Ensuring the Welfare of Grauer’s Gorillas at GRACE, the Gorilla Rehabilitation and Conservation Education Center

For this quarter’s Animal Welfare feature, ASP interviews Dr. Sonya Kahlenberg, the Executive Director of the Gorilla Rehabilitation and Conservation Education Center (GRACE) in the Democratic Republic of Congo. Dr. Kahlenberg shares the story of GRACE and considers the unique challenges involved in caring for orphaned Grauer’s gorillas in the midst of a conservation crisis. This video tells more about how GRACE is working with Congolese communities to ensure a future for Grauer’s gorillas in the wild.

One_Isangi-2017_credit-GRACE.jpg[Left photo: Due to their alarming population decline, in 2016 Grauer’s gorillas were reclassified from Endangered to Critically Endangered on The IUCN Red List (credit: GRACE).]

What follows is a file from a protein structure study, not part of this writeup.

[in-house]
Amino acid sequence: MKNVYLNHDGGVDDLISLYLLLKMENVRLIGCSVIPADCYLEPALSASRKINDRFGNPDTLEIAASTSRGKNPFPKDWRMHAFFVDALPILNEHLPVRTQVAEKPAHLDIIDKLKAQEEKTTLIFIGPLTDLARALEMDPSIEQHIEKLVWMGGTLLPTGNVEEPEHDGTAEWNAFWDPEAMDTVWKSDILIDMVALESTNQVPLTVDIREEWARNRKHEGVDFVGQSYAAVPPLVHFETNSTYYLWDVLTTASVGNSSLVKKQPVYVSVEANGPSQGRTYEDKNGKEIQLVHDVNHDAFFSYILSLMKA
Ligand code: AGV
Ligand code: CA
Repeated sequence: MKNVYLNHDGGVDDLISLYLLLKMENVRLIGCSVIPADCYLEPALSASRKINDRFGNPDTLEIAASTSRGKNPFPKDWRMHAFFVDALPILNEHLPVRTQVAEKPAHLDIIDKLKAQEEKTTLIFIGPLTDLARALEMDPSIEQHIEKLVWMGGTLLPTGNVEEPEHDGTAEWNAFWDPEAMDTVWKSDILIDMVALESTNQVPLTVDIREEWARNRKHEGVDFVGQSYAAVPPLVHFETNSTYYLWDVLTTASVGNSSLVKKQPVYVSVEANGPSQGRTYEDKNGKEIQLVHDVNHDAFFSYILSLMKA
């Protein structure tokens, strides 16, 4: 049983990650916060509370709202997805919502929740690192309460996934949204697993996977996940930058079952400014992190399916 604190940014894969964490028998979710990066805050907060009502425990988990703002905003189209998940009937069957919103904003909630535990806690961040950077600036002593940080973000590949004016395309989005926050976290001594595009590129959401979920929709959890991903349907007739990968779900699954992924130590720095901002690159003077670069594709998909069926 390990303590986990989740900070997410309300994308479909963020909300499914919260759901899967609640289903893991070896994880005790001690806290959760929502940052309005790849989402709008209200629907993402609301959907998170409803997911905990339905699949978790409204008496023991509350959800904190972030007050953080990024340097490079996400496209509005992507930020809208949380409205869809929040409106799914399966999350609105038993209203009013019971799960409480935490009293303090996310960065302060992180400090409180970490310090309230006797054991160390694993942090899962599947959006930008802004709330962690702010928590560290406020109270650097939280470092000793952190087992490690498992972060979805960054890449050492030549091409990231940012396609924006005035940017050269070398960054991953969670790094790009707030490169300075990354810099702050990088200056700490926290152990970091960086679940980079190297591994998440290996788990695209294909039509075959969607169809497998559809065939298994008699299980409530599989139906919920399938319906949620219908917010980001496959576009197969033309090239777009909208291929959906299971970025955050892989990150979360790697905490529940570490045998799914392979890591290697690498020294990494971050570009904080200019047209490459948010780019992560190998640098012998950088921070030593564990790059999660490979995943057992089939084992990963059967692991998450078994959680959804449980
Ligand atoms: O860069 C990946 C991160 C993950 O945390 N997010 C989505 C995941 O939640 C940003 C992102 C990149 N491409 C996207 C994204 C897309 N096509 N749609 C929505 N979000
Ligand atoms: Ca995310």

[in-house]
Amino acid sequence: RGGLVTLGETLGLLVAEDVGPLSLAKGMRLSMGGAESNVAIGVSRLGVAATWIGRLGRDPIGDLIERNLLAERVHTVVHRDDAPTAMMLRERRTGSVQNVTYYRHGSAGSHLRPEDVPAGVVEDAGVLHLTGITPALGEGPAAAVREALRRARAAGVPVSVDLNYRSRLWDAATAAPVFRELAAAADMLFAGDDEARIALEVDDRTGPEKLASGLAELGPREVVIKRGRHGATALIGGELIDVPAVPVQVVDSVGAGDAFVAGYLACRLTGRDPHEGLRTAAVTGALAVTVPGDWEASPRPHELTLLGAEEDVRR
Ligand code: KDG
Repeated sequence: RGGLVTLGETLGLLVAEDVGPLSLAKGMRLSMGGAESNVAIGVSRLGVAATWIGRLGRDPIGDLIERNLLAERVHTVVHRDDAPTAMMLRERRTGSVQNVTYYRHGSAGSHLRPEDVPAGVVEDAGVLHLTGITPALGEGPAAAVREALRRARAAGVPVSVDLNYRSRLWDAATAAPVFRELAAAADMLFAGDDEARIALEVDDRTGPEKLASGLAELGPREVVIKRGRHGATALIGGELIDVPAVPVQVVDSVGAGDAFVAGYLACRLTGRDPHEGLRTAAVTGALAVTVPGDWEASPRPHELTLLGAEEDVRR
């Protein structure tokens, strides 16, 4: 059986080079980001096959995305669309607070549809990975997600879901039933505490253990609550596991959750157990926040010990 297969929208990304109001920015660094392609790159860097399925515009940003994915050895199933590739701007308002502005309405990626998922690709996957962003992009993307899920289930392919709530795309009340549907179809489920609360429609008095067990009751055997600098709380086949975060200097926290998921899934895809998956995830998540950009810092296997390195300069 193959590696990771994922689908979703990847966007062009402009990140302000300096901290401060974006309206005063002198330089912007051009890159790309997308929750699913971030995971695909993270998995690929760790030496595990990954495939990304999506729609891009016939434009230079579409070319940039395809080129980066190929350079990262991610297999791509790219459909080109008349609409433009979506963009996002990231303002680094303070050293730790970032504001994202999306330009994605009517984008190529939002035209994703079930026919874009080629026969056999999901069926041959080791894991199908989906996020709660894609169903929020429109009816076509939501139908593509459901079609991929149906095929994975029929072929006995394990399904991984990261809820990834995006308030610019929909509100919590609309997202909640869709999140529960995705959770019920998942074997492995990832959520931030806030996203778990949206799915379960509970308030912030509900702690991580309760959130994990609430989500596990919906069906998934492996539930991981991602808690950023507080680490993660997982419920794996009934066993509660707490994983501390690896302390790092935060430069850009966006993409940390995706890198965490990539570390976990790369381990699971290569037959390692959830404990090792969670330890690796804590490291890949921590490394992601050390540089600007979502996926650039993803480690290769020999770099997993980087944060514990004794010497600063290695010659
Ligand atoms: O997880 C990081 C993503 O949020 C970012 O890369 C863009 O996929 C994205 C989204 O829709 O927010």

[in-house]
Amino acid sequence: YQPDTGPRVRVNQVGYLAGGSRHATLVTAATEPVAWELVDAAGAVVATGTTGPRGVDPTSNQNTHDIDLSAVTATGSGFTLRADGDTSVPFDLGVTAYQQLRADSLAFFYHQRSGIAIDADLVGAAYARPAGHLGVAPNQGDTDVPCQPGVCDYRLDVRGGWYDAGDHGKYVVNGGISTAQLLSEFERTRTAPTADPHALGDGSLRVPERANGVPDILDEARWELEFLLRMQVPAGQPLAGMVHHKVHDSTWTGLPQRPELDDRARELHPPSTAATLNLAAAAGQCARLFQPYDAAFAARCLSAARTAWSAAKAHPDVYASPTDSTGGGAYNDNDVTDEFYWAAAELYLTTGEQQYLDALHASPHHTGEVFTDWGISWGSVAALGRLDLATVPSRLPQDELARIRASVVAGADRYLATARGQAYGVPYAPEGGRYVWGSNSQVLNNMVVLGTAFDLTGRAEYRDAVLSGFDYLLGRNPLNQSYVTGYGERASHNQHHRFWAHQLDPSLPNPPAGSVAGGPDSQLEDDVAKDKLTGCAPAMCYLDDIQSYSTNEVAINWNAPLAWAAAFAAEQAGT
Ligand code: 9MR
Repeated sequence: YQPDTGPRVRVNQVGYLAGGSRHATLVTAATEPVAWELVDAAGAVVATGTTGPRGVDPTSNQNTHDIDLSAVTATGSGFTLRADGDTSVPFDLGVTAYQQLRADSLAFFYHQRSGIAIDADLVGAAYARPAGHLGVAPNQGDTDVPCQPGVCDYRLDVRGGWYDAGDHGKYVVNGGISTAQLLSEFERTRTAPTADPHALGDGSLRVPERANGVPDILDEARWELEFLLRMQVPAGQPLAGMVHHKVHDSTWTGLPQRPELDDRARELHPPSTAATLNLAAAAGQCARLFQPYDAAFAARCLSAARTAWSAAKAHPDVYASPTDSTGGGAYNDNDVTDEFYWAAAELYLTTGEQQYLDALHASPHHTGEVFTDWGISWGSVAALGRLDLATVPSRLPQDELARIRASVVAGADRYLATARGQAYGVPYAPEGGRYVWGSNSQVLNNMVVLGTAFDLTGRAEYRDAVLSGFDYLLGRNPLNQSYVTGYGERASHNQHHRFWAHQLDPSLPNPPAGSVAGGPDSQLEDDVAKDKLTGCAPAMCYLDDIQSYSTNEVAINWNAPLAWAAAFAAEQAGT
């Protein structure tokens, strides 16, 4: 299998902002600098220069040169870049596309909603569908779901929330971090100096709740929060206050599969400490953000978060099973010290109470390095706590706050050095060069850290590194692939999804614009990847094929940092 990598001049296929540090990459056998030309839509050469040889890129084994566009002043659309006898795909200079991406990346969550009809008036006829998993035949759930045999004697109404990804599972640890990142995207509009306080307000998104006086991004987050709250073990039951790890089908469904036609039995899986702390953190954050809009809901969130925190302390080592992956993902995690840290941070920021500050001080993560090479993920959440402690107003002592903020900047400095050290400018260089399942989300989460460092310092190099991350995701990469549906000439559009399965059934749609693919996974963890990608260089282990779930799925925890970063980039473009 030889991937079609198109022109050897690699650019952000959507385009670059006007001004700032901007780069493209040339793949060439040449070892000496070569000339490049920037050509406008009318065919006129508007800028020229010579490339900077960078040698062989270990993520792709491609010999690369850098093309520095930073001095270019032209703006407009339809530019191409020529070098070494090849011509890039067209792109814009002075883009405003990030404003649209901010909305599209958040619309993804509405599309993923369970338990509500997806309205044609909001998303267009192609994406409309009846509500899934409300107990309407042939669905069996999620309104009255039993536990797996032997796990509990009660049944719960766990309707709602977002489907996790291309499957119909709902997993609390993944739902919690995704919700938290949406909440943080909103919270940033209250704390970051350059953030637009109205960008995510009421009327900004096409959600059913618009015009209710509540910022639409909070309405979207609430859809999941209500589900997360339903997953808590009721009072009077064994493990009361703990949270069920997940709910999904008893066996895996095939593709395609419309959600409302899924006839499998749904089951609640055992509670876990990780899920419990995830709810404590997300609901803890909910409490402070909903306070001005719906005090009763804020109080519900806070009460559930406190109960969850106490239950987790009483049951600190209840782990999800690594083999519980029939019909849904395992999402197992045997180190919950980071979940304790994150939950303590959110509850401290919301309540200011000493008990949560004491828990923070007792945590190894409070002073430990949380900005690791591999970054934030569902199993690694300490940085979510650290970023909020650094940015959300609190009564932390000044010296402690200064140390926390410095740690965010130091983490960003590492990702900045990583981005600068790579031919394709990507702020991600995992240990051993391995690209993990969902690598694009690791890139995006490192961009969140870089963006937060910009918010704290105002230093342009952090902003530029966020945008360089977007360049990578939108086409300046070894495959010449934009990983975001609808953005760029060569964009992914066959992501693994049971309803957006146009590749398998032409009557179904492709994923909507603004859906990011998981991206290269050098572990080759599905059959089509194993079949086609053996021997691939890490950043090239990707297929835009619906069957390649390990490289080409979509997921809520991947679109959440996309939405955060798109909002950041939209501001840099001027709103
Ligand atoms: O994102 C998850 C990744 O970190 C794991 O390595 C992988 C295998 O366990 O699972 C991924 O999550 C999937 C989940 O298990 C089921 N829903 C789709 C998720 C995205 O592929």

ASP: What are Grauer's gorillas, and how do they differ from mountain gorillas?

Dr. Kahlenberg: Grauer’s gorillas (Gorilla beringei graueri) are a subspecies of eastern gorillas, so they are closely related to the better-known mountain gorilla (G. b. beringei). Grauer’s gorillas tend to be larger than mountain gorillas, live at lower altitudes, and incorporate more fruit into their diet. They also are only found in eastern Democratic Republic of Congo (DRC), whereas mountain gorillas are in eastern DRC as well as Rwanda and Uganda. Both subspecies are Critically Endangered on The IUCN Red List, but their population trends differ. The mountain gorilla population is increasing thanks to intensive conservation efforts; however, Grauer’s gorillas experienced an alarming 77% population decline over the past twenty years. The primary driver of this decline is widespread poaching for bushmeat, a practice that has been exacerbated by rampant mining for “conflict minerals” during decades of war and insecurity in eastern DRC.